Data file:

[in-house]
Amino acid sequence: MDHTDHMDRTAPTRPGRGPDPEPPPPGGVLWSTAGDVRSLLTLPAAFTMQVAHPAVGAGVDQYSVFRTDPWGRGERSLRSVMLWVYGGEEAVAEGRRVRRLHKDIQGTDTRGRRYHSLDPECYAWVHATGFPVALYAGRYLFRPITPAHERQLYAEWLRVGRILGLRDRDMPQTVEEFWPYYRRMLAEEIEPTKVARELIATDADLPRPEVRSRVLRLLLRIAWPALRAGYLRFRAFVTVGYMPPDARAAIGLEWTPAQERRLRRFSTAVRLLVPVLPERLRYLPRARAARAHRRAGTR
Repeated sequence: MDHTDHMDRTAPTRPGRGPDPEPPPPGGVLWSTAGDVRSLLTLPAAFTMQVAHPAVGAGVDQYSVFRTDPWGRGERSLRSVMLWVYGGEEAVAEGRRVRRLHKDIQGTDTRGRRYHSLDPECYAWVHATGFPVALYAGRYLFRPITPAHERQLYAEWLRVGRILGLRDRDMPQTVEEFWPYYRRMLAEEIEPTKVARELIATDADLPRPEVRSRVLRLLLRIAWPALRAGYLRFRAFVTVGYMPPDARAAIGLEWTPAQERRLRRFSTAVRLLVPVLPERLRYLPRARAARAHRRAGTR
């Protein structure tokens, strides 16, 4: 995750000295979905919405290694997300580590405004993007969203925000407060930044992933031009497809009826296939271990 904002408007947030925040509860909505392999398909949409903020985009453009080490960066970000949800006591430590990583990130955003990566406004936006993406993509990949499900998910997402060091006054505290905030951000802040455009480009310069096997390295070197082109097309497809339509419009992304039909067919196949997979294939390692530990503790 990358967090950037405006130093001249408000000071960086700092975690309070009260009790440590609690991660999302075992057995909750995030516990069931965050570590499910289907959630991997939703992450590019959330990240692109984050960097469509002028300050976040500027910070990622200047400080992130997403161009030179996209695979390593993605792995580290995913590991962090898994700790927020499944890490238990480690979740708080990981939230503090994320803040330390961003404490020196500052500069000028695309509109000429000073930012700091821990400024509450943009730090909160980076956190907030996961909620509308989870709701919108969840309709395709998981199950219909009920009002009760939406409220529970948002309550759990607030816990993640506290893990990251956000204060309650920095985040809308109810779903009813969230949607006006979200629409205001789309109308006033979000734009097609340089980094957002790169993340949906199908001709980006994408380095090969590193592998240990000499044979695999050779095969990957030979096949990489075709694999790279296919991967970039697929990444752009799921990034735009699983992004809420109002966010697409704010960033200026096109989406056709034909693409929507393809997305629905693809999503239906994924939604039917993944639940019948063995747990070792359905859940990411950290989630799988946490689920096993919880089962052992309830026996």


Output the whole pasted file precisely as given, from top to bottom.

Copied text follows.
[in-house]
Amino acid sequence: MDHTDHMDRTAPTRPGRGPDPEPPPPGGVLWSTAGDVRSLLTLPAAFTMQVAHPAVGAGVDQYSVFRTDPWGRGERSLRSVMLWVYGGEEAVAEGRRVRRLHKDIQGTDTRGRRYHSLDPECYAWVHATGFPVALYAGRYLFRPITPAHERQLYAEWLRVGRILGLRDRDMPQTVEEFWPYYRRMLAEEIEPTKVARELIATDADLPRPEVRSRVLRLLLRIAWPALRAGYLRFRAFVTVGYMPPDARAAIGLEWTPAQERRLRRFSTAVRLLVPVLPERLRYLPRARAARAHRRAGTR
Repeated sequence: MDHTDHMDRTAPTRPGRGPDPEPPPPGGVLWSTAGDVRSLLTLPAAFTMQVAHPAVGAGVDQYSVFRTDPWGRGERSLRSVMLWVYGGEEAVAEGRRVRRLHKDIQGTDTRGRRYHSLDPECYAWVHATGFPVALYAGRYLFRPITPAHERQLYAEWLRVGRILGLRDRDMPQTVEEFWPYYRRMLAEEIEPTKVARELIATDADLPRPEVRSRVLRLLLRIAWPALRAGYLRFRAFVTVGYMPPDARAAIGLEWTPAQERRLRRFSTAVRLLVPVLPERLRYLPRARAARAHRRAGTR
């Protein structure tokens, strides 16, 4: 995750000295979905919405290694997300580590405004993007969203925000407060930044992933031009497809009826296939271990 904002408007947030925040509860909505392999398909949409903020985009453009080490960066970000949800006591430590990583990130955003990566406004936006993406993509990949499900998910997402060091006054505290905030951000802040455009480009310069096997390295070197082109097309497809339509419009992304039909067919196949997979294939390692530990503790 990358967090950037405006130093001249408000000071960086700092975690309070009260009790440590609690991660999302075992057995909750995030516990069931965050570590499910289907959630991997939703992450590019959330990240692109984050960097469509002028300050976040500027910070990622200047400080992130997403161009030179996209695979390593993605792995580290995913590991962090898994700790927020499944890490238990480690979740708080990981939230503090994320803040330390961003404490020196500052500069000028695309509109000429000073930012700091821990400024509450943009730090909160980076956190907030996961909620509308989870709701919108969840309709395709998981199950219909009920009002009760939406409220529970948002309550759990607030816990993640506290893990990251956000204060309650920095985040809308109810779903009813969230949607006006979200629409205001789309109308006033979000734009097609340089980094957002790169993340949906199908001709980006994408380095090969590193592998240990000499044979695999050779095969990957030979096949990489075709694999790279296919991967970039697929990444752009799921990034735009699983992004809420109002966010697409704010960033200026096109989406056709034909693409929507393809997305629905693809999503239906994924939604039917993944639940019948063995747990070792359905859940990411950290989630799988946490689920096993919880089962052992309830026996």